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Articles on Traditional knowledge

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Men participate in a demonstration of rope making for dog teams, May 12, 2022, in Inukjuak, Que. The Canadian Press/Adrian Wyld

Building bridges between scientific and Indigenous knowledge

The DIALOG network forms a bridge between scientific and Indigenous knowledge. It renews the relationship between the university and the Indigenous world, which has for too long been one-sided.
The old village of Aceredo, submerged 30 years ago when a hydropower dam flooded the valley, emerged during a drought in northwestern Spain, in February 2022. (AP Photo/Emilio Morenatti)

IPCC report: Half the world is facing water scarcity, floods and dirty water — large investments are needed for effective solutions

Water is central to adapting to climate change, but very few of the strategies put in place to respond to water hazards or ensure its availability have been evaluated.
Indigenous Peoples protest the Brazilian government’s efforts to exterminate their rights and legalize destruction of the Amazon forest at the ‘Luta Pela Vida’ (struggle for life) protest, in August 2021, in Brasilia, Brazil. (Vanessa Andreotti)

From the Amazon, Indigenous Peoples offer new compass to navigate climate change

The climate emergency can’t be addressed with simplistic solutions. A network of Indigenous communities in Brazil invites us to reorient colonial approaches and embrace deeper change.
The keeper of hundreds of Kwakwaka’wakw songs, Kwaksistalla Wathl’thla (Clan Chief Adam Dick), chanting at a feast (qui’las) with Mayanilh (Dr. Daisy Sewid-Smith). (Bert Crowfoot)

Indigenous song keepers reveal traditional ecological knowledge in music

Ancestral Indigenous songs often encode territorial responsibilities and rights, such as in relationship with ‘lokiwey’ (coastal clam gardens) on the Pacific Northwest Coast.
In the case of mānuka honey, there are serious questions about what authenticity actually means. from www.shutterstock.com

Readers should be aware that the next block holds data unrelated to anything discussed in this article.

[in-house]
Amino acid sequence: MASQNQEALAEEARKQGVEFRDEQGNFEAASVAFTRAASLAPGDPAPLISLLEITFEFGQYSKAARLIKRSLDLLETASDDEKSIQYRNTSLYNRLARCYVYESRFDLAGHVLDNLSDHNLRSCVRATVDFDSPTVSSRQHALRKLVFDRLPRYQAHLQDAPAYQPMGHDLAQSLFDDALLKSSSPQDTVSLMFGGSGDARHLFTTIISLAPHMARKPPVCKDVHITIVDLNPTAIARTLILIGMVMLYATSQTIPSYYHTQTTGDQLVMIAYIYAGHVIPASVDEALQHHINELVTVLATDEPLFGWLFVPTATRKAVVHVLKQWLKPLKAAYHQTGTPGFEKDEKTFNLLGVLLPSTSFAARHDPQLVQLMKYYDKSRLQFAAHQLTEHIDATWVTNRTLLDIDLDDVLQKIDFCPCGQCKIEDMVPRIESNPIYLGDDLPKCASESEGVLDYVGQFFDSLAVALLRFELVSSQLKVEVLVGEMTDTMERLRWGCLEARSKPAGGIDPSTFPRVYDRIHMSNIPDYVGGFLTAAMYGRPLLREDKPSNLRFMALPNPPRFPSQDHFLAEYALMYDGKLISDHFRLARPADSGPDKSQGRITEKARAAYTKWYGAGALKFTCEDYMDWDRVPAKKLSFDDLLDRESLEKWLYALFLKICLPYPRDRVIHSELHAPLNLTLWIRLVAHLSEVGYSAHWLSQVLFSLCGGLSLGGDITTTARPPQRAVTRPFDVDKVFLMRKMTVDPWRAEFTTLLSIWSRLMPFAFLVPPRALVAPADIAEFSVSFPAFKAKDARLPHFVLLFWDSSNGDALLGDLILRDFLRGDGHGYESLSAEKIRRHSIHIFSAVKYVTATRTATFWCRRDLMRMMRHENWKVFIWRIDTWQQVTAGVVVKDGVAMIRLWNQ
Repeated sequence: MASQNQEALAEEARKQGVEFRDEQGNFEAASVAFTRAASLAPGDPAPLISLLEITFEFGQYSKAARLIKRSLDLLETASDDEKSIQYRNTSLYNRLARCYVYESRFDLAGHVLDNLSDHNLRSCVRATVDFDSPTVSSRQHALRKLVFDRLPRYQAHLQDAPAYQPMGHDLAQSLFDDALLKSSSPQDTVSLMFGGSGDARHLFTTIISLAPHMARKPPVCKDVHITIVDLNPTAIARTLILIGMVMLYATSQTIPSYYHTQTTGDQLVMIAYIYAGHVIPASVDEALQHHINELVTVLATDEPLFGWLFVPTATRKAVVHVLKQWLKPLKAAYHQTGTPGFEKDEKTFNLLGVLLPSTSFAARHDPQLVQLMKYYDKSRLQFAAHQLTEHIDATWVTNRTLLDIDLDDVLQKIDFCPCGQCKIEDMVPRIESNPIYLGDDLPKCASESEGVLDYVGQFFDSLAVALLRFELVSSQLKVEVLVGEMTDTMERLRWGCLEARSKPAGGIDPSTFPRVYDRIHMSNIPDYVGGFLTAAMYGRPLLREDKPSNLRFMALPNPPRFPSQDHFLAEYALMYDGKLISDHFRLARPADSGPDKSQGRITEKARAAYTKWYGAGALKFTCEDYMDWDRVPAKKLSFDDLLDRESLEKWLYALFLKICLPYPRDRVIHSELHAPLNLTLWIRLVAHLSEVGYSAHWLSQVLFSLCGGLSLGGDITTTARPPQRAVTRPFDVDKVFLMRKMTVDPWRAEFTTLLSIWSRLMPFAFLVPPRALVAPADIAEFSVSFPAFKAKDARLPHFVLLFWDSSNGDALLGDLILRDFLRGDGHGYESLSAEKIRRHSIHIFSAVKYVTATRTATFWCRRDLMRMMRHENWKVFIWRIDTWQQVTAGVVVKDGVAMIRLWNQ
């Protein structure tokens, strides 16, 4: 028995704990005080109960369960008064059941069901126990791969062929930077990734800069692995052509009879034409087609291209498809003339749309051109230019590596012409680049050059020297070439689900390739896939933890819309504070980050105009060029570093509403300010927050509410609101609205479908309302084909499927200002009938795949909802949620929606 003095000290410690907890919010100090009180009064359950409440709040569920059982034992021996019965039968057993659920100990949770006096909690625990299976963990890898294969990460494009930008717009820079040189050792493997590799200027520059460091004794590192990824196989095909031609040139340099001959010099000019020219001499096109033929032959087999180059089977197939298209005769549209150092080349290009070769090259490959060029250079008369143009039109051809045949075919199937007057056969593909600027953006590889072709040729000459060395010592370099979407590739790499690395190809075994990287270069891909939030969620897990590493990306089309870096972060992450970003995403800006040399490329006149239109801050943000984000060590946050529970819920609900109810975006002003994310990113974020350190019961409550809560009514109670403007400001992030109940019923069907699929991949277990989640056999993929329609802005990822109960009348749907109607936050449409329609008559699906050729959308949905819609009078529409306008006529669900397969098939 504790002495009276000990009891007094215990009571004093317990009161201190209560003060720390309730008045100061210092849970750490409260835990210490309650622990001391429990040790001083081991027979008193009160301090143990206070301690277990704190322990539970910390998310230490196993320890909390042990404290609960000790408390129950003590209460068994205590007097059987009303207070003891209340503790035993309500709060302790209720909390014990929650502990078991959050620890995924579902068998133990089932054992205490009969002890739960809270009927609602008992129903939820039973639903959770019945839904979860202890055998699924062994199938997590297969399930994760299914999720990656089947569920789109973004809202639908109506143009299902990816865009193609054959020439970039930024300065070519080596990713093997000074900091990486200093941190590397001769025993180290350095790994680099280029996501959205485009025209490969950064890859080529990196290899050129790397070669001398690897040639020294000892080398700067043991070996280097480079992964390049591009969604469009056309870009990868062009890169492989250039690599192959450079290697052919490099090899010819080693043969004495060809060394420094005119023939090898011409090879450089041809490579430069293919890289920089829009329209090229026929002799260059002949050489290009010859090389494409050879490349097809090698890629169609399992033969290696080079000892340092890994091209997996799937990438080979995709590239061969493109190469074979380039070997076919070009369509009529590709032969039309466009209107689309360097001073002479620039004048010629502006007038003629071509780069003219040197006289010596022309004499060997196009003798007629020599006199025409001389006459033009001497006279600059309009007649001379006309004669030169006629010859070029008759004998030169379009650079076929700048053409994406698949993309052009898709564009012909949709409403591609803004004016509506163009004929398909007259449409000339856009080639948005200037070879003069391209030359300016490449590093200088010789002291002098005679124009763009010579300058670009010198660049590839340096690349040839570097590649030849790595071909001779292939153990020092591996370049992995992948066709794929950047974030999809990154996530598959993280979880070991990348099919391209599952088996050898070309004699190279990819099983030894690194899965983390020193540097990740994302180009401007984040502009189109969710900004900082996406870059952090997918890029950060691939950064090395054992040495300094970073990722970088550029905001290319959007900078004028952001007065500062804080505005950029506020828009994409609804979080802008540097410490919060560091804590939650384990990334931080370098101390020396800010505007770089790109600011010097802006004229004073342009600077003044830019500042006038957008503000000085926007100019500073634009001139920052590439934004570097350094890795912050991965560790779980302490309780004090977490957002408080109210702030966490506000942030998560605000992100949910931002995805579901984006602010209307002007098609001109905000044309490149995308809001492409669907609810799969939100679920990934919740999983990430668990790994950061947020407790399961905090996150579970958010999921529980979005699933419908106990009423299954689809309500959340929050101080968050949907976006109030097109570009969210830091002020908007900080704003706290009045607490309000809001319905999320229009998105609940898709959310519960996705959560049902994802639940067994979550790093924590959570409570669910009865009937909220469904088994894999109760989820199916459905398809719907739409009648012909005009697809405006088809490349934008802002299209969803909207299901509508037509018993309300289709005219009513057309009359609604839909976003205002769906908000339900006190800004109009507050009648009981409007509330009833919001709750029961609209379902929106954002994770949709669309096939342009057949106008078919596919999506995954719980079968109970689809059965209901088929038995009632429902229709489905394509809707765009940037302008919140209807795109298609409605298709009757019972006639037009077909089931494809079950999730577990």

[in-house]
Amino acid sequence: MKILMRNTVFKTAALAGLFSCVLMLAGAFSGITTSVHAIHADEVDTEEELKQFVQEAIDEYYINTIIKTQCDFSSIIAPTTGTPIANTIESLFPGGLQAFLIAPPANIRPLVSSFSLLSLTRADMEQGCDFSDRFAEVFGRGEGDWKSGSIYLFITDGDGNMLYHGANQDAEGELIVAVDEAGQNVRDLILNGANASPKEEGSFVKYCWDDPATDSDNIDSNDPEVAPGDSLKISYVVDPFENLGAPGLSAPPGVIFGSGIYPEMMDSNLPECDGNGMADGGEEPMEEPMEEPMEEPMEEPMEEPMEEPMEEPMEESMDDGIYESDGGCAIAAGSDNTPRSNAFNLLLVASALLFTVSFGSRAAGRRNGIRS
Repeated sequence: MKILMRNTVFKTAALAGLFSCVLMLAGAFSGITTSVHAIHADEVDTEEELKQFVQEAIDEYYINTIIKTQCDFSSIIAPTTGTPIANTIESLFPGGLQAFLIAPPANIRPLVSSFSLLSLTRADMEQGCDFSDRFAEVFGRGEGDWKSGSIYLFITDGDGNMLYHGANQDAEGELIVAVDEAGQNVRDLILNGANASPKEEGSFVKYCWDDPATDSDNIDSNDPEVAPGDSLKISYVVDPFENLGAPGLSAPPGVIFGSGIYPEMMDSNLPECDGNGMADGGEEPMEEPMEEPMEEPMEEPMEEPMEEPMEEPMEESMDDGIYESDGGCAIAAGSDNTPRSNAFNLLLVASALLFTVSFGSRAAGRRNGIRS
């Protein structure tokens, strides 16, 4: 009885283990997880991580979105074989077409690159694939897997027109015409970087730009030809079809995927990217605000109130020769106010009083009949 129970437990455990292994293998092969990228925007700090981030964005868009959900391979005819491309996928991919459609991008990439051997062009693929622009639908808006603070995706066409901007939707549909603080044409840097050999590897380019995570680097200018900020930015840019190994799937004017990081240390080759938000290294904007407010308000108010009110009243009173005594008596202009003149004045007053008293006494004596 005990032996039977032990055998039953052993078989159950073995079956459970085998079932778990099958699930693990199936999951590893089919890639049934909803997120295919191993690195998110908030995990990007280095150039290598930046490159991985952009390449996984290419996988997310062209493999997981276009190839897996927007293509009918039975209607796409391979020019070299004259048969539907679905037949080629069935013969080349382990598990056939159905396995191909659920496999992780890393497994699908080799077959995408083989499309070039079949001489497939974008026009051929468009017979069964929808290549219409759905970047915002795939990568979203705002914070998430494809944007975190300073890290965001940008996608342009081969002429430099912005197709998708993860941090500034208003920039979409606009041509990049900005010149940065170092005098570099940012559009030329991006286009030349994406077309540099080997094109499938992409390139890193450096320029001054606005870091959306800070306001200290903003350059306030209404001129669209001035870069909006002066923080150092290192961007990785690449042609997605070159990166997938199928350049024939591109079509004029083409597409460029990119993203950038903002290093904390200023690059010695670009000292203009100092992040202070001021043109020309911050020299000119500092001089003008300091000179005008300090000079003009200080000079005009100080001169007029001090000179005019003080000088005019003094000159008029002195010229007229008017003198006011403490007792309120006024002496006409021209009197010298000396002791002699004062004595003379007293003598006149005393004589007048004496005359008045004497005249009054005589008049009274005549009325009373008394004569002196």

Mānuka honey: who really owns the name and the knowledge

While industry bodies fight over who can claim that their mānuka honey is authentic, Māori interests are often left out of the debate.
A team of researchers in northern Australia have documented kites and falcons, “firehawks,” intentionally carrying burning sticks to spread fire: It is just one example of western science catching up to Indigenous Traditional Knowledge. James Padolsey/Unsplash

It’s taken thousands of years, but Western science is finally catching up to Traditional Knowledge

A double standard exists concerning the acceptance of Traditional Knowledge by practitioners of Western science.
Members of the James Bay Cree gather around the fire as part of a week-long celebration called ‘wellness week,’ aimed at improving personal health and wellness in their community in northern Québec. (David DyckFehderau)

Indigenous group tackles diabetes with storytelling

Like many Indigenous groups around the world, the James Bay Cree of northern Québec have a disproportionately high rate of diabetes. They’re facing it down with a decidedly Indigenous solution.
The decolonisation of South Africa’s university curriculum seems to have fallen off the agenda, overtaken by the push for free higher education. Shutterstock

Decolonisation debate is a chance to rethink the role of universities

The decolonisation debate in South Africa’s universities raises critical issues about the relationship between power, knowledge and learning.

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